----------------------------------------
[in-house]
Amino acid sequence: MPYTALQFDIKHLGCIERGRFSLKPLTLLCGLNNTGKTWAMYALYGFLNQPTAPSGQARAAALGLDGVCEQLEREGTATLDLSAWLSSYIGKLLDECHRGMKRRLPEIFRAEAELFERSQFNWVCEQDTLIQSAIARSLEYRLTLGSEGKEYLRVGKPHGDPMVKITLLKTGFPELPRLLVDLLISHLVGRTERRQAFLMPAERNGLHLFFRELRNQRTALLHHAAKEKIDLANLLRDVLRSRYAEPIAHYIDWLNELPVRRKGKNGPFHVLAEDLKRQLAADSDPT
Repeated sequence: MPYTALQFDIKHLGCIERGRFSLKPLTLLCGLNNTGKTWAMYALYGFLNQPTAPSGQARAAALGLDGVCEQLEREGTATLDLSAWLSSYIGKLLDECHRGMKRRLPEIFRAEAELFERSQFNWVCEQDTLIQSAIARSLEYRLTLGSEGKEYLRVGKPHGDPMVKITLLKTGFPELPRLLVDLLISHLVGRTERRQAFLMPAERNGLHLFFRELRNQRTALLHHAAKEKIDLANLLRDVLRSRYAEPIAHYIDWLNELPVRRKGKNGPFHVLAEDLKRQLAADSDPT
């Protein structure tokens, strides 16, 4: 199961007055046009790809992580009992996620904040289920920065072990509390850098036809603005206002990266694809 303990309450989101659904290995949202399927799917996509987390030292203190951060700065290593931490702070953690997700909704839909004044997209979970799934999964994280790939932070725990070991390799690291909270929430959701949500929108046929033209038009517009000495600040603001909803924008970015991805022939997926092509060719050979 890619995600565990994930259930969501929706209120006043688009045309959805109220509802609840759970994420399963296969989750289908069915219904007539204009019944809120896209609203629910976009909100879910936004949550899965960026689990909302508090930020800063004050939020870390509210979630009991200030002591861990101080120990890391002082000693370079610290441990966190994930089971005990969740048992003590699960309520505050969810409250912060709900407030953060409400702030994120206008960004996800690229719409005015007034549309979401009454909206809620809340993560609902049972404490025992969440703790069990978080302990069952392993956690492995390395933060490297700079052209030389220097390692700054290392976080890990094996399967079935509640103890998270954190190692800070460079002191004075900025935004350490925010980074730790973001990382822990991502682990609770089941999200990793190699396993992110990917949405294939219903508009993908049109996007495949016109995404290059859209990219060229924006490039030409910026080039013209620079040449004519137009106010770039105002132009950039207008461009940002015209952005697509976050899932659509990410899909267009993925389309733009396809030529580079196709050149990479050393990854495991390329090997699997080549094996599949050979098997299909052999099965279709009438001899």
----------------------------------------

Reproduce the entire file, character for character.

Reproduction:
[in-house]
Amino acid sequence: MPYTALQFDIKHLGCIERGRFSLKPLTLLCGLNNTGKTWAMYALYGFLNQPTAPSGQARAAALGLDGVCEQLEREGTATLDLSAWLSSYIGKLLDECHRGMKRRLPEIFRAEAELFERSQFNWVCEQDTLIQSAIARSLEYRLTLGSEGKEYLRVGKPHGDPMVKITLLKTGFPELPRLLVDLLISHLVGRTERRQAFLMPAERNGLHLFFRELRNQRTALLHHAAKEKIDLANLLRDVLRSRYAEPIAHYIDWLNELPVRRKGKNGPFHVLAEDLKRQLAADSDPT
Repeated sequence: MPYTALQFDIKHLGCIERGRFSLKPLTLLCGLNNTGKTWAMYALYGFLNQPTAPSGQARAAALGLDGVCEQLEREGTATLDLSAWLSSYIGKLLDECHRGMKRRLPEIFRAEAELFERSQFNWVCEQDTLIQSAIARSLEYRLTLGSEGKEYLRVGKPHGDPMVKITLLKTGFPELPRLLVDLLISHLVGRTERRQAFLMPAERNGLHLFFRELRNQRTALLHHAAKEKIDLANLLRDVLRSRYAEPIAHYIDWLNELPVRRKGKNGPFHVLAEDLKRQLAADSDPT
């Protein structure tokens, strides 16, 4: 199961007055046009790809992580009992996620904040289920920065072990509390850098036809603005206002990266694809 303990309450989101659904290995949202399927799917996509987390030292203190951060700065290593931490702070953690997700909704839909004044997209979970799934999964994280790939932070725990070991390799690291909270929430959701949500929108046929033209038009517009000495600040603001909803924008970015991805022939997926092509060719050979 890619995600565990994930259930969501929706209120006043688009045309959805109220509802609840759970994420399963296969989750289908069915219904007539204009019944809120896209609203629910976009909100879910936004949550899965960026689990909302508090930020800063004050939020870390509210979630009991200030002591861990101080120990890391002082000693370079610290441990966190994930089971005990969740048992003590699960309520505050969810409250912060709900407030953060409400702030994120206008960004996800690229719409005015007034549309979401009454909206809620809340993560609902049972404490025992969440703790069990978080302990069952392993956690492995390395933060490297700079052209030389220097390692700054290392976080890990094996399967079935509640103890998270954190190692800070460079002191004075900025935004350490925010980074730790973001990382822990991502682990609770089941999200990793190699396993992110990917949405294939219903508009993908049109996007495949016109995404290059859209990219060229924006490039030409910026080039013209620079040449004519137009106010770039105002132009950039207008461009940002015209952005697509976050899932659509990410899909267009993925389309733009396809030529580079196709050149990479050393990854495991390329090997699997080549094996599949050979098997299909052999099965279709009438001899």